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O/NSO Special Edition: Polling booth now open for All-time Trojans football players by position groups.

The Obvious: There’s nothing more fun that debating the best players in the history of USC Trojans football, especially position-by-position.

The Not So Obvious: Have you noticed the new WeAreSC opinion polling place in the upper righthand corner of our front page? The polls are now open to cast your ballot for weekly player position voting. Our first week’s ballot asks for your voting opinion for best all-time USC quarterback. The choices – which have been carefully pre-selected – are all worthy of consideration. Although balloting is private, the O/NSO will give you our first vote of the position series, and hopefully it will stimulate further thought for the future position voting.

The Obvious: As mentioned, this week’s voting category is: Who the best USC quarterback ever?

The Not So Obvious: For the O/NSO, we’ve seen them all the past 50 years, but our quarterback vote goes to (drum roll)…Matt Leinart.Naturally, the other position groups in future voting will involve more than one selection, but we are jumping ahead. So, who do you think is the best USC quarterback ever? Go vote and watch the results.

Matt Leinart gets the O/NSO vote as the best quarterback in USC football history.

The Obvious: There is no more hotly debated voting topic than the best running back/tailback in USC history.

The Not So Obvious: Okay, we can all agree some of the running back nominees are accompanied by some heavy off-the-field baggage. However, strictly going by what they did on the field, there is – in the O/NSO opinion – one that stands ahead of all the other and it is O.J. Simpson. Love him or hate him, he gets our vote as the best tailback in Trojans’ history.

No matter what you may think of him today, the O/NSO says that O.J. Simpson remains the greatest tailback in the history of USC football. Nobody struck more fear into the eyes of a defense than seeing No.32 at tailback.

The Obvious: The game of today’s football has so evolved that a fullback is no longer either a position or a priority position.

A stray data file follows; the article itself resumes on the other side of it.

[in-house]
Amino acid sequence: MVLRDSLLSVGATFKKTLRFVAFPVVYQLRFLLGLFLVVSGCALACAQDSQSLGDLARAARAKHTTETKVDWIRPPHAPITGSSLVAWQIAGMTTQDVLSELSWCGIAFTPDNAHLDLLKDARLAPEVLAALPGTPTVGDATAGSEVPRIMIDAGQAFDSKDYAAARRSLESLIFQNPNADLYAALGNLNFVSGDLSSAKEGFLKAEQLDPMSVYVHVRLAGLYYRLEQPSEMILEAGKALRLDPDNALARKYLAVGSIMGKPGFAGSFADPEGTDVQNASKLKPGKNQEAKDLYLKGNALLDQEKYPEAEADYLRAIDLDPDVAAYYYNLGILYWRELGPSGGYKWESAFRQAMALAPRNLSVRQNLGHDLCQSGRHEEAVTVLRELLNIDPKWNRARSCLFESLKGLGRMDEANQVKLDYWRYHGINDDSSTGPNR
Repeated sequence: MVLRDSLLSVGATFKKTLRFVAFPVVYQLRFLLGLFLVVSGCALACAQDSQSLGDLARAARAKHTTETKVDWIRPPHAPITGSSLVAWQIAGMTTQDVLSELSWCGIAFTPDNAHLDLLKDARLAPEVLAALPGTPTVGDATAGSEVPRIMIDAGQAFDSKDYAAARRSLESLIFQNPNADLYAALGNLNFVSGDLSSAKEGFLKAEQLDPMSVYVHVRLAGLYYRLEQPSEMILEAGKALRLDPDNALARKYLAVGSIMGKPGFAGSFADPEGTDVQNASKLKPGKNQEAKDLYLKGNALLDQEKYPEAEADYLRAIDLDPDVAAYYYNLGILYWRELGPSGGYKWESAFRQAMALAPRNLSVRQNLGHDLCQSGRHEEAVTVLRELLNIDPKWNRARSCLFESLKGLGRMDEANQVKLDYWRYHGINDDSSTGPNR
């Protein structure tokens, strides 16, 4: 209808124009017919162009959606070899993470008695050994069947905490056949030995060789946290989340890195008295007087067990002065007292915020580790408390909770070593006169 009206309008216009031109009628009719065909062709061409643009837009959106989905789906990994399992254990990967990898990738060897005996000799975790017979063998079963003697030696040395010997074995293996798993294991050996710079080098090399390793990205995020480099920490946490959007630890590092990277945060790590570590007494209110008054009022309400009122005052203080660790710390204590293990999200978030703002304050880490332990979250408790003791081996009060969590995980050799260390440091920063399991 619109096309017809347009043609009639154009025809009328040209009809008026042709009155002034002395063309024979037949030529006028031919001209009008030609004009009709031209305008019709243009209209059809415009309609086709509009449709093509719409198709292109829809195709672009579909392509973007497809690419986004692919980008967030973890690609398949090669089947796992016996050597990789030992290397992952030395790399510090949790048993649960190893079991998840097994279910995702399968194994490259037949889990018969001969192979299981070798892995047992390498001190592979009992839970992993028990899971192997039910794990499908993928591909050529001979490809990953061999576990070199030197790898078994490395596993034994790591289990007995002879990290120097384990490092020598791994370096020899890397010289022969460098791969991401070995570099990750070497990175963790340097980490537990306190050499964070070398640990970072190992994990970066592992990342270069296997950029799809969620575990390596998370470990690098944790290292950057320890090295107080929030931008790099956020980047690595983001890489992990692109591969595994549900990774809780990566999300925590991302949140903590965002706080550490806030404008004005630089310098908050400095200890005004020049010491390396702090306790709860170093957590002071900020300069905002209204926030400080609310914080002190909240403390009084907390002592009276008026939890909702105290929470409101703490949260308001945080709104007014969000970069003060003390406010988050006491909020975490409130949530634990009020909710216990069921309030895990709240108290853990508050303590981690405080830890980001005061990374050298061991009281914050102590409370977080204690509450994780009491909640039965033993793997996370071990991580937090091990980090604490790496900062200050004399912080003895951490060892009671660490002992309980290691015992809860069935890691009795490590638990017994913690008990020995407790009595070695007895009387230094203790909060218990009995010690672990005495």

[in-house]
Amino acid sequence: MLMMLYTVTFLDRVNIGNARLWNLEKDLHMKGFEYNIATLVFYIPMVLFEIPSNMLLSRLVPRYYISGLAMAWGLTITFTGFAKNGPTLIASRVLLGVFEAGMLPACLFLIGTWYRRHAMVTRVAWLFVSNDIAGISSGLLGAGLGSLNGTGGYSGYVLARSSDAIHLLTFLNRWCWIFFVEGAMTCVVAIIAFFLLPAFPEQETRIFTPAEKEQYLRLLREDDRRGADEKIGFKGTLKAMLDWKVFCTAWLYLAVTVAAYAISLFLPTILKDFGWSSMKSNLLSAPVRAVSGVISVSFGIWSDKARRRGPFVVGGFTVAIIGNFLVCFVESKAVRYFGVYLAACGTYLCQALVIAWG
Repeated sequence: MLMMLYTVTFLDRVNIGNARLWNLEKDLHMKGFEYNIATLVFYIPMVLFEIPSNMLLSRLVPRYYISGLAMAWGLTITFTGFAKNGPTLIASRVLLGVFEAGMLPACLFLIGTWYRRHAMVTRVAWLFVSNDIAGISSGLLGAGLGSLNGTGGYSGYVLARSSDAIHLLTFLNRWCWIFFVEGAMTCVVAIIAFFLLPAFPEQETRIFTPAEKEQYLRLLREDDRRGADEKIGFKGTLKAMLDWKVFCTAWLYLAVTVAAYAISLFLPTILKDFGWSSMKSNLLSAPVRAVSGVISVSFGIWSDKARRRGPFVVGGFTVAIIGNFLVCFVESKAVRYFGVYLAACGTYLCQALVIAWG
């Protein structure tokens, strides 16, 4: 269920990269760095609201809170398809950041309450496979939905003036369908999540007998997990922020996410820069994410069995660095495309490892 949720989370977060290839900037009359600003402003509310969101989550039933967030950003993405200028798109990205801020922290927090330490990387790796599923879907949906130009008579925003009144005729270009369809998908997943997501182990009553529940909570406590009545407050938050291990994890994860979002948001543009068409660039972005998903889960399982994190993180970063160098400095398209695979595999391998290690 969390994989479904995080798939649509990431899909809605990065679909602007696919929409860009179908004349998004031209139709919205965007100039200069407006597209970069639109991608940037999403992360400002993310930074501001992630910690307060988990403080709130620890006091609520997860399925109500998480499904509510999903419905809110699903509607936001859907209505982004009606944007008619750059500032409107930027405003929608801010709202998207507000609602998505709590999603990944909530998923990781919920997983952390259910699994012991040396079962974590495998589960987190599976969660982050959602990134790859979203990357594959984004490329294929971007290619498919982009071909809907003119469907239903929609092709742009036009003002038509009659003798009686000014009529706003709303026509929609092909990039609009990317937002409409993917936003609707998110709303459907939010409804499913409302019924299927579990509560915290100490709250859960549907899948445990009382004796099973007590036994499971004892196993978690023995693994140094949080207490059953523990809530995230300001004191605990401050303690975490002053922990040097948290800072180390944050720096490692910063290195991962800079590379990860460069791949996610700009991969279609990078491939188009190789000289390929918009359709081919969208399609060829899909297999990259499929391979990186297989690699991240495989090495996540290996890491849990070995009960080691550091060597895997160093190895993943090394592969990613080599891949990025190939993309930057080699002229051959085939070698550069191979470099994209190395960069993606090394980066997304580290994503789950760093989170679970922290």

The Not So Obvious: However, in the history of USC football – fueled by the generations of the “I-formation” – you’d have a “rigged” voting system if you didn’t include a selection of fullbacks in which to cast one’s ballot. Therefore, the O/NSO casts our ballot for Sam “Bam” Cunningham as the best fullback in USC history. What a stud!

Sam “Bam: Cunningham gets the O/NSO vote as the best fullback in USC history. If you don’t think so, just ask the ghosts of Alabama’s Bear Bryant and Ohio State’s Woody Hayes.

The Obvious: When debating offensive linemen, there are so many great ones, its, well, almost ridiculous.

The Not So Obvious: Okay, assuming the voting goes by position – meaning two tackles, two guards, and one center, here is the O/NSO balloting selections: Tackles – Ron Mix and Ron Yary; Guards – Brad Budde and Bruce Matthews; Center – Ryan Kalil

Offensive tackle Ron Yary is the only USC lineman to be named the Outland Award winner as the nation’s most outstanding lineman. Yary is in both the College and Pro Football Hall of Fame.

The Obvious: While USC has always been known as “Tailback U” throughout the decades, the wide receivers take a backseat to nobody.

The Not So Obvious: So many choices and so many that could be the best. If the wide receivers are a group of three to be selected, the O/NSO three wide receivers would be Keyshawn Johnson, Marqise Lee, and Lynn Swann.

Not many receivers could control a game like wide receiver Keyshawn Johnson, and that’s why he gets one of the three receiver spots on our all-time USC football team.

The Obvious: No matter what the offense, the USC tight end has played an important role as a blocker, pass catcher, or a combination of both.